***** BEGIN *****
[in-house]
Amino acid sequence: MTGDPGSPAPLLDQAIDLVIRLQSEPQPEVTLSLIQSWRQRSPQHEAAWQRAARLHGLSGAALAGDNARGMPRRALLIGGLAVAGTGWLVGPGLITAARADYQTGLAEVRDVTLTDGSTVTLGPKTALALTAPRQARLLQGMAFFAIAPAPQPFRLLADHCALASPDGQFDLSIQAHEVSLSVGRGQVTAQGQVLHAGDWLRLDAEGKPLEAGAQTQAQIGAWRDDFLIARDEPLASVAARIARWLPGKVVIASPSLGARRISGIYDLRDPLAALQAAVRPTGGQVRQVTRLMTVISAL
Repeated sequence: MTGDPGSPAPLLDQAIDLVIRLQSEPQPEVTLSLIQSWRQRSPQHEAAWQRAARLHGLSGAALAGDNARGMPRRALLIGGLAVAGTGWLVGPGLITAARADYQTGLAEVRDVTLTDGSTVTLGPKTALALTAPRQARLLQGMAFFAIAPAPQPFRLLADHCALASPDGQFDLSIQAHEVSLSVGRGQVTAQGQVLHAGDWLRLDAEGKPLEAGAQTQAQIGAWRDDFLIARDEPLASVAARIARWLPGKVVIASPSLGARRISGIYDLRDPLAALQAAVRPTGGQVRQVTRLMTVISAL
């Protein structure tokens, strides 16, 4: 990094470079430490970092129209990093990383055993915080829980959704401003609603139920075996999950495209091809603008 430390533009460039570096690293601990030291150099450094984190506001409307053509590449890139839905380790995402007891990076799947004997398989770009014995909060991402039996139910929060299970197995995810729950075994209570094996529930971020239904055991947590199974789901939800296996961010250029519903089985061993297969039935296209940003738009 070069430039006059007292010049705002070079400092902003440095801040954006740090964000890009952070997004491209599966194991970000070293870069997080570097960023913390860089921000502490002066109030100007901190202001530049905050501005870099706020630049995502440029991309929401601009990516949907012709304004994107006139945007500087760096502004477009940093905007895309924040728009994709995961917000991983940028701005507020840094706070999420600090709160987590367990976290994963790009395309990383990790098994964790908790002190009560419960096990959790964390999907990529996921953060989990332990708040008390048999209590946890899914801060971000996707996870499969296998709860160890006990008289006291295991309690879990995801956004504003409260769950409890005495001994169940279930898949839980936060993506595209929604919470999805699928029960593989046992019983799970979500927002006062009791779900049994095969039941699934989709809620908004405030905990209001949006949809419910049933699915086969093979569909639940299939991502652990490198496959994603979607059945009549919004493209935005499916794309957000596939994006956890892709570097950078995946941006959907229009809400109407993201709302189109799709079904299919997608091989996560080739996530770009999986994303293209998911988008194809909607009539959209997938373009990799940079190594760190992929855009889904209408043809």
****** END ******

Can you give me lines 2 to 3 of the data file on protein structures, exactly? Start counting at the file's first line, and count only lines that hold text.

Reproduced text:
Amino acid sequence: MTGDPGSPAPLLDQAIDLVIRLQSEPQPEVTLSLIQSWRQRSPQHEAAWQRAARLHGLSGAALAGDNARGMPRRALLIGGLAVAGTGWLVGPGLITAARADYQTGLAEVRDVTLTDGSTVTLGPKTALALTAPRQARLLQGMAFFAIAPAPQPFRLLADHCALASPDGQFDLSIQAHEVSLSVGRGQVTAQGQVLHAGDWLRLDAEGKPLEAGAQTQAQIGAWRDDFLIARDEPLASVAARIARWLPGKVVIASPSLGARRISGIYDLRDPLAALQAAVRPTGGQVRQVTRLMTVISAL
Repeated sequence: MTGDPGSPAPLLDQAIDLVIRLQSEPQPEVTLSLIQSWRQRSPQHEAAWQRAARLHGLSGAALAGDNARGMPRRALLIGGLAVAGTGWLVGPGLITAARADYQTGLAEVRDVTLTDGSTVTLGPKTALALTAPRQARLLQGMAFFAIAPAPQPFRLLADHCALASPDGQFDLSIQAHEVSLSVGRGQVTAQGQVLHAGDWLRLDAEGKPLEAGAQTQAQIGAWRDDFLIARDEPLASVAARIARWLPGKVVIASPSLGARRISGIYDLRDPLAALQAAVRPTGGQVRQVTRLMTVISAL